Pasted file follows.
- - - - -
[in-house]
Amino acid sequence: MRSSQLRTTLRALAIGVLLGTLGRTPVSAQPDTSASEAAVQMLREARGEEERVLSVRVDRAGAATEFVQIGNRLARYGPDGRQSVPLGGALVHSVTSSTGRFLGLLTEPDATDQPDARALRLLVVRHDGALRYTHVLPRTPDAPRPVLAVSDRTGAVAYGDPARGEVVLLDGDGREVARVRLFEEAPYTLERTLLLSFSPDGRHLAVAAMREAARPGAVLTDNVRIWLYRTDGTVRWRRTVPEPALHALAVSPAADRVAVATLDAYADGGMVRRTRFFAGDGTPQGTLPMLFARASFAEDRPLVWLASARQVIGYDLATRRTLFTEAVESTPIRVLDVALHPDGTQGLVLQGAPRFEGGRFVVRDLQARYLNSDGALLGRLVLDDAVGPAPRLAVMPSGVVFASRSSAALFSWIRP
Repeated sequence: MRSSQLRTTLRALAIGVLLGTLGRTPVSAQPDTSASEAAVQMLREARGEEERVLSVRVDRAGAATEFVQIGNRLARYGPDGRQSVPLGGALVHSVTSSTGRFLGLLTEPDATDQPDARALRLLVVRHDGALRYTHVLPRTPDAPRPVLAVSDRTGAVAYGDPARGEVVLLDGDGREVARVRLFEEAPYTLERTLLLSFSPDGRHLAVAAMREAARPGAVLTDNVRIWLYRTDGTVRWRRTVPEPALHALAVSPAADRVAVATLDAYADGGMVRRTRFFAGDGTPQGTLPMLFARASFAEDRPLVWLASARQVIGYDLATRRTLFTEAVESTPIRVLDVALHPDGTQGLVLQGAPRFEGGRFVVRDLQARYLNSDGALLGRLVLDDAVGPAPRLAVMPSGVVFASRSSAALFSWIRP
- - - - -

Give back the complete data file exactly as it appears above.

[in-house]
Amino acid sequence: MRSSQLRTTLRALAIGVLLGTLGRTPVSAQPDTSASEAAVQMLREARGEEERVLSVRVDRAGAATEFVQIGNRLARYGPDGRQSVPLGGALVHSVTSSTGRFLGLLTEPDATDQPDARALRLLVVRHDGALRYTHVLPRTPDAPRPVLAVSDRTGAVAYGDPARGEVVLLDGDGREVARVRLFEEAPYTLERTLLLSFSPDGRHLAVAAMREAARPGAVLTDNVRIWLYRTDGTVRWRRTVPEPALHALAVSPAADRVAVATLDAYADGGMVRRTRFFAGDGTPQGTLPMLFARASFAEDRPLVWLASARQVIGYDLATRRTLFTEAVESTPIRVLDVALHPDGTQGLVLQGAPRFEGGRFVVRDLQARYLNSDGALLGRLVLDDAVGPAPRLAVMPSGVVFASRSSAALFSWIRP
Repeated sequence: MRSSQLRTTLRALAIGVLLGTLGRTPVSAQPDTSASEAAVQMLREARGEEERVLSVRVDRAGAATEFVQIGNRLARYGPDGRQSVPLGGALVHSVTSSTGRFLGLLTEPDATDQPDARALRLLVVRHDGALRYTHVLPRTPDAPRPVLAVSDRTGAVAYGDPARGEVVLLDGDGREVARVRLFEEAPYTLERTLLLSFSPDGRHLAVAAMREAARPGAVLTDNVRIWLYRTDGTVRWRRTVPEPALHALAVSPAADRVAVATLDAYADGGMVRRTRFFAGDGTPQGTLPMLFARASFAEDRPLVWLASARQVIGYDLATRRTLFTEAVESTPIRVLDVALHPDGTQGLVLQGAPRFEGGRFVVRDLQARYLNSDGALLGRLVLDDAVGPAPRLAVMPSGVVFASRSSAALFSWIRP